by Lawrence Meyers | February 20, 2014 3:33 pm
What goes clink-clank-clunk, moans a lot and scares people?
No, it’s not the ghost of Jacob Marley. It’s the sound of the Ghost of the Dow Jones Industrial Average, because I consider it to be a useless index.
The Dow Jones is not diversified enough and contains a bunch of stocks that are as old and moldy as the rotting fruit in my refrigerator from three weeks ago. I think there are several stocks in the index that not only should be kicked out of the index … but also from your portfolio.
Here’s a look.
Cisco Systems (CSCO) was one of the high-fliers of the late 1990s. Since then, CSCO stock has become moribund and bordering on irrelevant — just like the Dow Jones Industrial Average!
Cisco’s latest earnings were pathetic. Revenues were down 7.8%, and net profit cratered by 54%. The Americas region, which was always CSCO stock’s reliable hitter, was poor. Service provider video was the worst segment, with revenue down 21.5% and actual orders down 20%. The order backlog is declining, too. Wireless was stagnant with a 1.8% decline in revenues. In fact, there was a sequential decline in order booking.
CSCO even admitted things stink, forecasting a revenue decline of 6% to 8% for the year, and flat to lower earnings.
It’s not like Cisco is going bankrupt, as it generates tons of FCF each year. It just isn’t growing, and investors pay for growth, not stagnation. At 11 times 2014 earnings, I say you can do better. If you want a cash flow play that pays more than CSCO stock’s 3.4% yield, go with AT&T (T).
International Business Machines (IBM) is as stodgy as the PC character in those famous Mac commercials. Unimaginative, non-innovating, plodding.
Yes, IBM stock happens to be reasonably valued at 9 times forward earnings on 9% long-term EPS growth, but a lot of that earnings growth comes on the “per share” side thanks to buybacks.
I think IBM stock has been living off its legacy, and IBM stock is one of those companies that gets hired simply because of the safe name, which means whoever in senior management makes that call, he knows he won’t lose his job. But look, revenue has been as flat as a yeastless pancake. In Q4, revenue actually fell 5%.
Ask yourself this: Are there other companies where you can earn a 2.1% yield that are actually growing revenues? The answer is a vehement “yes.”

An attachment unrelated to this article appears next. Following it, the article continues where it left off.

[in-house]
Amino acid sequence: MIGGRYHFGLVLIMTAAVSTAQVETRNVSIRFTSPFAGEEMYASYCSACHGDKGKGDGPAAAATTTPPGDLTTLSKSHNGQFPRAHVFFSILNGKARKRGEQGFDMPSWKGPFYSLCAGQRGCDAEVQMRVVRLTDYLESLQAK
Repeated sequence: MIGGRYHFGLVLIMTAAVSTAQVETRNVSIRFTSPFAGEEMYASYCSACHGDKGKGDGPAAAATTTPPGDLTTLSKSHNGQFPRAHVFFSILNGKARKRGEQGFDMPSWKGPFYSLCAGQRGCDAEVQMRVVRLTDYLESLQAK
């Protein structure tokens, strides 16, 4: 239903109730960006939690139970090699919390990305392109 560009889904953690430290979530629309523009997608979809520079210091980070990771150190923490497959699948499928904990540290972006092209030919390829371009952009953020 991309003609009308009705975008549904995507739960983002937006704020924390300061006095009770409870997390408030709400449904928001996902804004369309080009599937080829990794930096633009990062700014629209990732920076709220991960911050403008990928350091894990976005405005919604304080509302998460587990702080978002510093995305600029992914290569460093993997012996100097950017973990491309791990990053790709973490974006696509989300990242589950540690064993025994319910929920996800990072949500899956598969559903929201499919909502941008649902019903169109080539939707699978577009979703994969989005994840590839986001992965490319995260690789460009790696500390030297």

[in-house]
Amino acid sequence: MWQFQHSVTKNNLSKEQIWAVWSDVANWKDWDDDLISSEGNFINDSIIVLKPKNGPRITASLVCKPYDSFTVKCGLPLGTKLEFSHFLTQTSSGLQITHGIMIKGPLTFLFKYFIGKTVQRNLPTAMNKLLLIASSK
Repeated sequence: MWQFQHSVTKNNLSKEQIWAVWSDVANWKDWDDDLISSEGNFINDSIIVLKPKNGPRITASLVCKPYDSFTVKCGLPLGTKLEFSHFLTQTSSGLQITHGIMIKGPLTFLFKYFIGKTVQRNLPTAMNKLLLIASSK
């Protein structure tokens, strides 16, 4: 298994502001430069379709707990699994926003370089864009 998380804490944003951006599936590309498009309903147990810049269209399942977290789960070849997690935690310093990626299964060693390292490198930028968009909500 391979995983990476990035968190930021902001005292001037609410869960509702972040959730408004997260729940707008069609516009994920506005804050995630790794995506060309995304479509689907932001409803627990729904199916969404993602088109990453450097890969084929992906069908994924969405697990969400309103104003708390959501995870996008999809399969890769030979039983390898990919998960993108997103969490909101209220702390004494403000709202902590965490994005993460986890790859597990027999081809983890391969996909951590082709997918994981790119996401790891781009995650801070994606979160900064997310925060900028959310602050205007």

Just about any hotel REIT is the place to start. Buh-bye, IBM stock.
I’m going to say it. You know I will. Walmart (WMT). The king of retailers looks more like a court jester these days. It isn’t just that WMT stock revenue is going to only rise 1.7% this year, and EPS about 2%, but Walmart means nothing in an Amazon (AMZN) world.
Whenever I look to order basic cleaning supplies, the lowest prices show up on WMT stock and Amazon. The latter always wins because I can get it faster and with less hassle via mail order, and with Amazon Prime, I get it shipped free. Walmart’s stores have gone dingy. Service is awful. I don’t want or need to wait in lines when I can get everything online.
If that sounds a little too anecdotal, OK, though you’ll find increasing numbers of people who’ve shared the same experience. But the numbers don’t lie, and the aforementioned earnings and revenue numbers are lousy.
Again, why pay for no growth to get a 2.5% yield? You don’t have to.
These three Dow Jones stocks are done. Sell ‘em and buy something else.
As of this writing, Lawrence Meyers did not hold a position in any of the aforementioned securities. He is president of PDL Broker, Inc., which brokers financing, strategic investments and distressed asset purchases between private equity firms and businesses. He also has written two books and blogs about public policy, journalistic integrity, popular culture, and world affairs. Contact him at email@example.com and follow his tweets @ichabodscranium.
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